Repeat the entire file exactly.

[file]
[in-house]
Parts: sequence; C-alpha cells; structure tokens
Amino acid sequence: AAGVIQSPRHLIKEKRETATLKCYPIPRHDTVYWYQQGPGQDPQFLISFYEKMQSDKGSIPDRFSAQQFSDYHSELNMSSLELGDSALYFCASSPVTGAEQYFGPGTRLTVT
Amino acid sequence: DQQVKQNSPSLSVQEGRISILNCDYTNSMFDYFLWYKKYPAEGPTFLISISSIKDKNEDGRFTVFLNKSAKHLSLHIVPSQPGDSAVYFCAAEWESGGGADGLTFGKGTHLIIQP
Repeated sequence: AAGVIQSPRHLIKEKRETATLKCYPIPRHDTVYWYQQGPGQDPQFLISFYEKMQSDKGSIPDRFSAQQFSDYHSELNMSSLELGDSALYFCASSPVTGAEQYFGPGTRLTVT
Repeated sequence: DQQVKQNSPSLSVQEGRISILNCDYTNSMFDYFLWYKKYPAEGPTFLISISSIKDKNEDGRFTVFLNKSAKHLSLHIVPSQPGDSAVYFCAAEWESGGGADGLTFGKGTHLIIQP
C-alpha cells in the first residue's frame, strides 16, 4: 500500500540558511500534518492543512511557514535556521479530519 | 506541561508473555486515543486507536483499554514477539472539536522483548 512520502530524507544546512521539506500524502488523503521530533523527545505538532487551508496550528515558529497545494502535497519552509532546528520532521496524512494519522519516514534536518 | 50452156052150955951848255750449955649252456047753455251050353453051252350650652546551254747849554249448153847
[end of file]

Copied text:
[in-house]
Parts: sequence; C-alpha cells; structure tokens
Amino acid sequence: AAGVIQSPRHLIKEKRETATLKCYPIPRHDTVYWYQQGPGQDPQFLISFYEKMQSDKGSIPDRFSAQQFSDYHSELNMSSLELGDSALYFCASSPVTGAEQYFGPGTRLTVT
Amino acid sequence: DQQVKQNSPSLSVQEGRISILNCDYTNSMFDYFLWYKKYPAEGPTFLISISSIKDKNEDGRFTVFLNKSAKHLSLHIVPSQPGDSAVYFCAAEWESGGGADGLTFGKGTHLIIQP
Repeated sequence: AAGVIQSPRHLIKEKRETATLKCYPIPRHDTVYWYQQGPGQDPQFLISFYEKMQSDKGSIPDRFSAQQFSDYHSELNMSSLELGDSALYFCASSPVTGAEQYFGPGTRLTVT
Repeated sequence: DQQVKQNSPSLSVQEGRISILNCDYTNSMFDYFLWYKKYPAEGPTFLISISSIKDKNEDGRFTVFLNKSAKHLSLHIVPSQPGDSAVYFCAAEWESGGGADGLTFGKGTHLIIQP
C-alpha cells in the first residue's frame, strides 16, 4: 500500500540558511500534518492543512511557514535556521479530519 | 506541561508473555486515543486507536483499554514477539472539536522483548 512520502530524507544546512521539506500524502488523503521530533523527545505538532487551508496550528515558529497545494502535497519552509532546528520532521496524512494519522519516514534536518 | 50452156052150955951848255750449955649252456047753455251050353453051252350650652546551254747849554249448153847